For 2011, we've converted our Decision Analytics revenue categories to those we previewed with you in the supplemental revenue data provided in the third quarter. We've received positive feedback from the market on the transparency of this financial data. Going forward we’ll use the vertical categories to report within Decision Analytics. We've not changed any of our historic financial results and our segment reporting remains the same.

Last quarter we provided historical information in these same categories back to 2008 full-year reference. As a reminder, we’ve grouped revenues by the primary end-market of the various parts of our businesses. In insurance, key solutions include insurance fraud solutions, including claim search, our catastrophe modeling solutions from ARR worldwide, and our insurance loss quantification solutions from Xactware. This grouping is the same as we’ve referenced in the past as insurance-facing solutions and Decisions Analytics.

In mortgage and financial services, we include our Interthinx underwriting and forensic audit tools facing the mortgage market as well as our strategic analytics businesses which also serve other consumer finance markets. Starting in first quarter of 2012, we’re also including our ACI, property appraisal tools facing the mortgage market in the mortgage and financial services category to reflect a management reporting change that split the mortgage appraisal tools from the appraisal tools used in the insurance space. These mortgage appraisal tools represent about $11 million in revenue 2011 with lower margins in the remainder of risk assessment. These financial contributions which were previously reported is part of property’s specific revenue grouping in risk assessment.

Healthcare includes all of the Verisk’s health tools including DxCG, [Suremed], D2Hawkeye, HDI, Bloodhound and Heath Risk Partners, and specialized markets includes our Climate Risk Analytics provided by our AER business as well as the 3E component of our supply chain risk management solutions.

Within Decision Analytics our insurance category grew 19.5% in the fourth quarter and 14.6% organically. For the fiscal year, revenue from the insurance category grew 21% and 14.6% organically. We continue to benefit from the growth in our claims tools as well as the cumulative effects of higher claims volumes due to 2011 weather events, which drive additional transactional revenue when customers exceed the maximum contracted claims volume totals.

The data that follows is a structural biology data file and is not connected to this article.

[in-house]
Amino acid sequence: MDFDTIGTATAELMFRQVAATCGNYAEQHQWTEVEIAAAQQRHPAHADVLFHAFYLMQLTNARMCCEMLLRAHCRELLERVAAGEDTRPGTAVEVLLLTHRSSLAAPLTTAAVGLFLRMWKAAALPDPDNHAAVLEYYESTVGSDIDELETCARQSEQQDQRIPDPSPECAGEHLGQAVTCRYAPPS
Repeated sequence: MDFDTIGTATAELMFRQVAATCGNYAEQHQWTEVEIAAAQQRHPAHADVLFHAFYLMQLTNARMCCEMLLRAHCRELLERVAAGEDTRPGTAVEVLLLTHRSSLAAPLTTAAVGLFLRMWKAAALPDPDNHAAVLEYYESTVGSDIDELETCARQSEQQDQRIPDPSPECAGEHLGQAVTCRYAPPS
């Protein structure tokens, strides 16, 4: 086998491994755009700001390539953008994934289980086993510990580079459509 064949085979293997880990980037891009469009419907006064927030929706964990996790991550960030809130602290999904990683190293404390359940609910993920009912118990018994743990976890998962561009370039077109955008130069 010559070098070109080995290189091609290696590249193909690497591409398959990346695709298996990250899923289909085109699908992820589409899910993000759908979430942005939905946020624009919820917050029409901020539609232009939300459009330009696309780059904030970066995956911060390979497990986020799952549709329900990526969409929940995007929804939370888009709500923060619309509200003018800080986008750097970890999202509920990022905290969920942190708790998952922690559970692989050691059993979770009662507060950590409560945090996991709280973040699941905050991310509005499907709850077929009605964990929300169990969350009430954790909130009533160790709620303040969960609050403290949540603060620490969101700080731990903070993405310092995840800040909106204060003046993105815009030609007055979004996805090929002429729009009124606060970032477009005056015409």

We also had some benefit from custom work for large customer, and continue to see growth in underwriting tools and newer solutions, such as content type information within loss quantification.

We’re generating revenue from our international expansion. We plan to grow its contribution over time, to help procure model transition to our new categories inside Decision Analytics. Our revenue formally reported its loss quantification grew 27% in the quarter. We’ll not be reporting this separately going forward.

In the quarter, catastrophe modeling solutions continued double-digit growth due to new and expanded customer relationships from our core catastrophe model products. When we observed the market share over the past year, we’ve increased for both the commercial and personal lines primary carriers, evidence of the cross-sell success.

We also had a good quarter for both our core catastrophe models for investors as well as for catastrophe bond projects in area, which our market shares are over 85% in 2011. Our insurance fraud claims also continued good revenue growth.

The revenue in mortgage and financial services declined 7.2% in fourth quarter, and declined 1.9% for fiscal year 2011, reflecting a weak macro-environment originations and the downward trend in the number of loans that are delinquent, defaulted, or in foreclosure. Based on those trends, revenue from both underwriting and forensic solutions declined in the quarter and in the fiscal year as new customers and increased usage by existing customers was not sufficient to offset the double-digit decline in origination versus 2010. On the forensic audit side, revenue continue to decline as new customers were not enough to offset the lower volumes of large customer, we’ve previously discussed.

Our outlook for 2012 from mortgage remains negative, as the current market makes it difficult to predict trends for the majority of our products. It is possible the trends seen in the fourth quarter on revenue continue throughout 2012. However, we remain focused on building our skill-sets for opening solutions such as contract underwriting and other tools to respond to current and long-term trends in the market.